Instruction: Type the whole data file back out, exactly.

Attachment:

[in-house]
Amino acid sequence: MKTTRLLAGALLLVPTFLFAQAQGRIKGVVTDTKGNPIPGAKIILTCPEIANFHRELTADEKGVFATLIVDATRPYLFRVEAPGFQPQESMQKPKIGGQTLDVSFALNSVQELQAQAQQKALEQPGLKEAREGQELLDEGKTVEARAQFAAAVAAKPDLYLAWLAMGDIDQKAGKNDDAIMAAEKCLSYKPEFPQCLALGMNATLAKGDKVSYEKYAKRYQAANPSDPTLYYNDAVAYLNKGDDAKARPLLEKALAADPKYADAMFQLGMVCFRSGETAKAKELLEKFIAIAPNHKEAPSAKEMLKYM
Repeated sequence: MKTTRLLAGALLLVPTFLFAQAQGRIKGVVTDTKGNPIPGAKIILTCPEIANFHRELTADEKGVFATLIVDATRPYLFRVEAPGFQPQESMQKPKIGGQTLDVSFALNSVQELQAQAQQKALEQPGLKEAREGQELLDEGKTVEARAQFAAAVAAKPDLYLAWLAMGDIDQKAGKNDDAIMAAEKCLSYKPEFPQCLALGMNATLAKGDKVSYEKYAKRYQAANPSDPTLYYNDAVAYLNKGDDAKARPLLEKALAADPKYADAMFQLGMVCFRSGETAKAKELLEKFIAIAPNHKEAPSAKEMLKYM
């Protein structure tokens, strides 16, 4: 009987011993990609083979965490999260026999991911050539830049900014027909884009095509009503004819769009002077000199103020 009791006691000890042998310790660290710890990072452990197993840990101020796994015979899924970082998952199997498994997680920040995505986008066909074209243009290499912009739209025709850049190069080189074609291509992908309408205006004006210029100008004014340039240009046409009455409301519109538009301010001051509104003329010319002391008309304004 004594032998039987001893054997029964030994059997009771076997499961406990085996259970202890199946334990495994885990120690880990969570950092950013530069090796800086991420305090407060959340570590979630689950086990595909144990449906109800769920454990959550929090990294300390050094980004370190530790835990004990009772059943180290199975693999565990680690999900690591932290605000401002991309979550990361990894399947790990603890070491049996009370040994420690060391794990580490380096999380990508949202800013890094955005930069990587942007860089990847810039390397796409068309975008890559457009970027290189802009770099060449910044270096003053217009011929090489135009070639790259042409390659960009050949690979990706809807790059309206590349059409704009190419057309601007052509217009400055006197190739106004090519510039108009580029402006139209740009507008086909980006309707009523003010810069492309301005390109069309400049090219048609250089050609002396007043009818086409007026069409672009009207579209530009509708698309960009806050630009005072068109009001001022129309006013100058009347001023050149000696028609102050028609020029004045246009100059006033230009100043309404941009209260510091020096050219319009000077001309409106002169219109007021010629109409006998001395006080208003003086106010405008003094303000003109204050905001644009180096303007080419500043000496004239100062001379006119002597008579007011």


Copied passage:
[in-house]
Amino acid sequence: MKTTRLLAGALLLVPTFLFAQAQGRIKGVVTDTKGNPIPGAKIILTCPEIANFHRELTADEKGVFATLIVDATRPYLFRVEAPGFQPQESMQKPKIGGQTLDVSFALNSVQELQAQAQQKALEQPGLKEAREGQELLDEGKTVEARAQFAAAVAAKPDLYLAWLAMGDIDQKAGKNDDAIMAAEKCLSYKPEFPQCLALGMNATLAKGDKVSYEKYAKRYQAANPSDPTLYYNDAVAYLNKGDDAKARPLLEKALAADPKYADAMFQLGMVCFRSGETAKAKELLEKFIAIAPNHKEAPSAKEMLKYM
Repeated sequence: MKTTRLLAGALLLVPTFLFAQAQGRIKGVVTDTKGNPIPGAKIILTCPEIANFHRELTADEKGVFATLIVDATRPYLFRVEAPGFQPQESMQKPKIGGQTLDVSFALNSVQELQAQAQQKALEQPGLKEAREGQELLDEGKTVEARAQFAAAVAAKPDLYLAWLAMGDIDQKAGKNDDAIMAAEKCLSYKPEFPQCLALGMNATLAKGDKVSYEKYAKRYQAANPSDPTLYYNDAVAYLNKGDDAKARPLLEKALAADPKYADAMFQLGMVCFRSGETAKAKELLEKFIAIAPNHKEAPSAKEMLKYM
């Protein structure tokens, strides 16, 4: 009987011993990609083979965490999260026999991911050539830049900014027909884009095509009503004819769009002077000199103020 009791006691000890042998310790660290710890990072452990197993840990101020796994015979899924970082998952199997498994997680920040995505986008066909074209243009290499912009739209025709850049190069080189074609291509992908309408205006004006210029100008004014340039240009046409009455409301519109538009301010001051509104003329010319002391008309304004 004594032998039987001893054997029964030994059997009771076997499961406990085996259970202890199946334990495994885990120690880990969570950092950013530069090796800086991420305090407060959340570590979630689950086990595909144990449906109800769920454990959550929090990294300390050094980004370190530790835990004990009772059943180290199975693999565990680690999900690591932290605000401002991309979550990361990894399947790990603890070491049996009370040994420690060391794990580490380096999380990508949202800013890094955005930069990587942007860089990847810039390397796409068309975008890559457009970027290189802009770099060449910044270096003053217009011929090489135009070639790259042409390659960009050949690979990706809807790059309206590349059409704009190419057309601007052509217009400055006197190739106004090519510039108009580029402006139209740009507008086909980006309707009523003010810069492309301005390109069309400049090219048609250089050609002396007043009818086409007026069409672009009207579209530009509708698309960009806050630009005072068109009001001022129309006013100058009347001023050149000696028609102050028609020029004045246009100059006033230009100043309404941009209260510091020096050219319009000077001309409106002169219109007021010629109409006998001395006080208003003086106010405008003094303000003109204050905001644009180096303007080419500043000496004239100062001379006119002597008579007011």